He’s a veteran with a pistol permit, so Andrew Ciepiela said he was just trying to follow the rules when he went to Old County Hall last summer to register a century-old Iver Johnson revolver that had been passed down through three generations of his family.
He sees the 1917 firearm as a family heirloom.
But that’s not how the Erie County Pistol Permit Department saw it. The department classified the firearm as a “nuisance weapon” after a check revealed that someone else decades ago had registered the gun. Not only did the department refuse Ciepiela’s request to add the firearm to his permit, it cleared the way for the West Seneca Police Department to destroy the gun.
“I wasn’t expecting any issue. It took me by great surprise,” recalled Ciepiela, 46, a retired staff sergeant with four deployments during his 22 years in the Army. The West Seneca resident left the county office in July determined to fight what he saw as “big government stomping on the little guy.”
An official in the pistol permit department brusquely told him to get an attorney and go to court if he wanted to contest the decision, he said. Instead, Ciepiela filed a legal petition on his own and argued the case in court himself. And chances look good that Ciepiela will be able to get back and register the .38 caliber revolver. The gun has been at the West Seneca Police Department during Ciepiela’s legal proceedings.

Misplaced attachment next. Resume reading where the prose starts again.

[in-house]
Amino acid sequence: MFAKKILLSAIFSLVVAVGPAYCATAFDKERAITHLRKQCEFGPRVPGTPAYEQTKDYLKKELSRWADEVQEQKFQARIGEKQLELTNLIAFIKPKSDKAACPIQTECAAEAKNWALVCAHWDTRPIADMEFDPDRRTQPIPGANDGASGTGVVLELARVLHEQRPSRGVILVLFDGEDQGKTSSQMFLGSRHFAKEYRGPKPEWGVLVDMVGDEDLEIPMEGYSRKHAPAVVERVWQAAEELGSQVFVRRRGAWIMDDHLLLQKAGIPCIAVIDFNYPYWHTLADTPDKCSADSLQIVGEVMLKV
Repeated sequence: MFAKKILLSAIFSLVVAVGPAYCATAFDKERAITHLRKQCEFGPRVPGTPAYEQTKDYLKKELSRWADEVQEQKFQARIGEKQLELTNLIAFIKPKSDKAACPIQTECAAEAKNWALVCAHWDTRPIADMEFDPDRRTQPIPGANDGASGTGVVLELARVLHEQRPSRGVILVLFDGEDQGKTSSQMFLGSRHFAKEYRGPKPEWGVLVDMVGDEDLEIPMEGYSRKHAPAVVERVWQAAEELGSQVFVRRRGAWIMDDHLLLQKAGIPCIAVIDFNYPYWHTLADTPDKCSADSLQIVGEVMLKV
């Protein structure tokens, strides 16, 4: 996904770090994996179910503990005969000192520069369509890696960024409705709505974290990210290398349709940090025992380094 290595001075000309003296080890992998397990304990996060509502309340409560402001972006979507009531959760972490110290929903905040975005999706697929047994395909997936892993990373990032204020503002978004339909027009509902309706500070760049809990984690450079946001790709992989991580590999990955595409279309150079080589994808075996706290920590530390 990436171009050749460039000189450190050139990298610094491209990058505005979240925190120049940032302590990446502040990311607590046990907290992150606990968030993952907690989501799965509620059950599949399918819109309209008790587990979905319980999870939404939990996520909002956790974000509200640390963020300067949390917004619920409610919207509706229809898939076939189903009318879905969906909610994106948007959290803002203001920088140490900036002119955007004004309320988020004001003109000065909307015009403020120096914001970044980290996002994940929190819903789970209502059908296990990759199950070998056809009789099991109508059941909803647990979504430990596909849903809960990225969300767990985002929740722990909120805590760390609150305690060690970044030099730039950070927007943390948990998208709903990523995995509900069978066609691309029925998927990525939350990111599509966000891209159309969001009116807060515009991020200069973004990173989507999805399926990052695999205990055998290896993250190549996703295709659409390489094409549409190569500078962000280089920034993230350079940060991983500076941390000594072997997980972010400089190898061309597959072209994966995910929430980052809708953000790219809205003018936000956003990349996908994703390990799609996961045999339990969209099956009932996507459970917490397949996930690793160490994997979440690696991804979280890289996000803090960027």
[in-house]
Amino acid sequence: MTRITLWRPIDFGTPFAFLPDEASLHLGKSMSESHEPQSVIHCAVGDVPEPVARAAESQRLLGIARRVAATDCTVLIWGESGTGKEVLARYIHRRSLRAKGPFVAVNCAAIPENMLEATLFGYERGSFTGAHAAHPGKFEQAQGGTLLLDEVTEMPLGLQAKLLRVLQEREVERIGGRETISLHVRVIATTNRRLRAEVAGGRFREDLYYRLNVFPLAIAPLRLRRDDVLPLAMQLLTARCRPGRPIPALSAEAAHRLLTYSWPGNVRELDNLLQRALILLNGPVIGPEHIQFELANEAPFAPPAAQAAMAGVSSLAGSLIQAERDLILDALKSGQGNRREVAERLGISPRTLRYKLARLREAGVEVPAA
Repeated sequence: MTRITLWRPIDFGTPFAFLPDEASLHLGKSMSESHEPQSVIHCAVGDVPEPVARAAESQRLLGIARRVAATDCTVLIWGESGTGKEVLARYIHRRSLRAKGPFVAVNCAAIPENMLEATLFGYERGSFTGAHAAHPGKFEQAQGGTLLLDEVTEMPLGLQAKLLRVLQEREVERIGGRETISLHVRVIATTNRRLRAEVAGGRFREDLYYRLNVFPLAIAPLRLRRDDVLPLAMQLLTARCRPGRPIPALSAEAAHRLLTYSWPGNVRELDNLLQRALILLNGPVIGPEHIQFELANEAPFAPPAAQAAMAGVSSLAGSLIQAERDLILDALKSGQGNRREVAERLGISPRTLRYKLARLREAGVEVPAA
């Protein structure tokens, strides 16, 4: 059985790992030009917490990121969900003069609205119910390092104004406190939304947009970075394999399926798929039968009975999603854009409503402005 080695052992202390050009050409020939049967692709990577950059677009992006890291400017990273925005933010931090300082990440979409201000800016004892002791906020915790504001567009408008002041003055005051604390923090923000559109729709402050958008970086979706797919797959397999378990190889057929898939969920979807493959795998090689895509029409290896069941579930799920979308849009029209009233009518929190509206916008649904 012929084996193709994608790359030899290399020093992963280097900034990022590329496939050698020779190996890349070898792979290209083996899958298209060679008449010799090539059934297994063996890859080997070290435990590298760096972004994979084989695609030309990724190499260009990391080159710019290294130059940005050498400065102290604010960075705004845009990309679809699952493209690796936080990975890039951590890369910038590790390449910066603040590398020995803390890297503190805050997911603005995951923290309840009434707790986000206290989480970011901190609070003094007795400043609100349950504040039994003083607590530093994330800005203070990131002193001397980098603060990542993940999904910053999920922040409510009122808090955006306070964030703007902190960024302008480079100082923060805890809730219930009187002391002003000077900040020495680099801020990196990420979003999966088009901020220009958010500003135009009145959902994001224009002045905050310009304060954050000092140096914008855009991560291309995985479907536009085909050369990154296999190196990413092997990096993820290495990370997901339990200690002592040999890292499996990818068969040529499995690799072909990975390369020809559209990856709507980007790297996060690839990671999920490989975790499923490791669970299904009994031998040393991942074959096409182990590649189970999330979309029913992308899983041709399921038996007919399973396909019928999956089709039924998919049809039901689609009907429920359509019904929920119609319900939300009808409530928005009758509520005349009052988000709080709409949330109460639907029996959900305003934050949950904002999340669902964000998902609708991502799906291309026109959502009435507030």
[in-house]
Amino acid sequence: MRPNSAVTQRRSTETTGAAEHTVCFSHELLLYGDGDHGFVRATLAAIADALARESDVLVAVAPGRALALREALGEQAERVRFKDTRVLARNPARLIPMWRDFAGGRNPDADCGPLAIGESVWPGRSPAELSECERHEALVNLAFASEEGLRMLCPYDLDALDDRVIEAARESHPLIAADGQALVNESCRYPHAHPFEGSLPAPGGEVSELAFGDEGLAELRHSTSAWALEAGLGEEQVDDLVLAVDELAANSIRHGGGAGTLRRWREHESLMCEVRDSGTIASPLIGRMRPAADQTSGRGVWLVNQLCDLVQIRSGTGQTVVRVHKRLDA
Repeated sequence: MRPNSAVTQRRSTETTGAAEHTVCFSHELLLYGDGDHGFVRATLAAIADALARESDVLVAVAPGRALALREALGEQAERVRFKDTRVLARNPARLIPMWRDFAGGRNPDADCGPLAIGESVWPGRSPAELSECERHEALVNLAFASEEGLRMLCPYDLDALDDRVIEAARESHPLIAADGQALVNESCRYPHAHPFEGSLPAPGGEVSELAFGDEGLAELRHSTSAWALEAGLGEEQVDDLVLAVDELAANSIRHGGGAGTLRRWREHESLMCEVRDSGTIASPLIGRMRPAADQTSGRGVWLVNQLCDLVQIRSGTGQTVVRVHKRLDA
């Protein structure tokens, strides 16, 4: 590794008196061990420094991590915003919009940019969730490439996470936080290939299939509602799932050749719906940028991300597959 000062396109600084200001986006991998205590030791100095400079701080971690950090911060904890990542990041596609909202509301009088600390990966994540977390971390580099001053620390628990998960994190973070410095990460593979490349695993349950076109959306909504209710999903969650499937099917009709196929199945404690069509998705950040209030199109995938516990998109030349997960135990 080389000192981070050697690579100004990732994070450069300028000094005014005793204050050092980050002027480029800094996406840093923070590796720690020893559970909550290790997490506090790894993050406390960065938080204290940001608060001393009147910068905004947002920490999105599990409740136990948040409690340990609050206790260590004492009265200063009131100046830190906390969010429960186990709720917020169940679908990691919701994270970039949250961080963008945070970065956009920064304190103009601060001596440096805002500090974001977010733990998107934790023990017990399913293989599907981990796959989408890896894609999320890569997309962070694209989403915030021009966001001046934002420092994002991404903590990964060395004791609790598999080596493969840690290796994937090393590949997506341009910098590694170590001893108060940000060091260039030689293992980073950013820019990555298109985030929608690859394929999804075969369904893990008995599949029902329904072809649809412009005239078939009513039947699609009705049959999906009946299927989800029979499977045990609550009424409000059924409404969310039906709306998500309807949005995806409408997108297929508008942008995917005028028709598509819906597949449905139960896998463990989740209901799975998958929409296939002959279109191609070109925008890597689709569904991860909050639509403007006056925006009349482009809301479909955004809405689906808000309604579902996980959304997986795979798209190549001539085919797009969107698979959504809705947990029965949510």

“If this firearm had been legally owned and missing from a registered owner for well over 30-plus years, why is there no record of the theft or letter of lost firearm?” Ciepiela asked in his court paperwork.
Assistant County Attorney Thomas Navarro told State Supreme Court Justice Emilio Colaiacovo last week that authorities traced the gun’s ownership to an Orleans County doctor who registered it in 1951 when he was 65 years old.
“How it got into petitioner’s hands, we don’t know,” Navarro said.
The county’s permit office didn’t have the authority to register the gun for Ciepiela given the previous registration, Navarro said.
The county asked the state police to investigate to make sure the weapon wasn’t in the wrong hands, he said.
“We don’t want guns out on the streets unlawfully possessed,” he said.
When Colaiacovo asked Navarro if the county had any objections to Ciepiela keeping the weapon, the county lawyer replied, “none at all.”
Navarro said a judge’s order is required for Ciepiela to be considered the weapon’s lawful owner. Navarro offered to prepare the order, show it to Ciepiela and then submit it to the judge, who signaled a willingness to sign it.
Once the judge signs the order, Ciepiela will be allowed to retrieve the revolver and add it to his permit.
Navarro said he didn’t see a reason to destroy the gun but legal steps had to be followed.
“Why destroy it?” Navarro asked. “It was going to be saved. We just had to go through the process.”
Eileen Ciepiela, who is Andrew’s mother, said the weapon belonged to her father.
“I don’t know how my dad came to get it,” she said.
After her father died, her husband took the gun, and then he died several years ago, she said.
“The firearm went from my grandfather to my father to me though simple passage of time,” Andrew Ciepiela said in court papers.
He said he has no intention of firing the antique revolver. He doesn’t even know if cartridges are made any longer for the gun. He told the court he wants the gun back “for heirloom purposes and its historical value only.”
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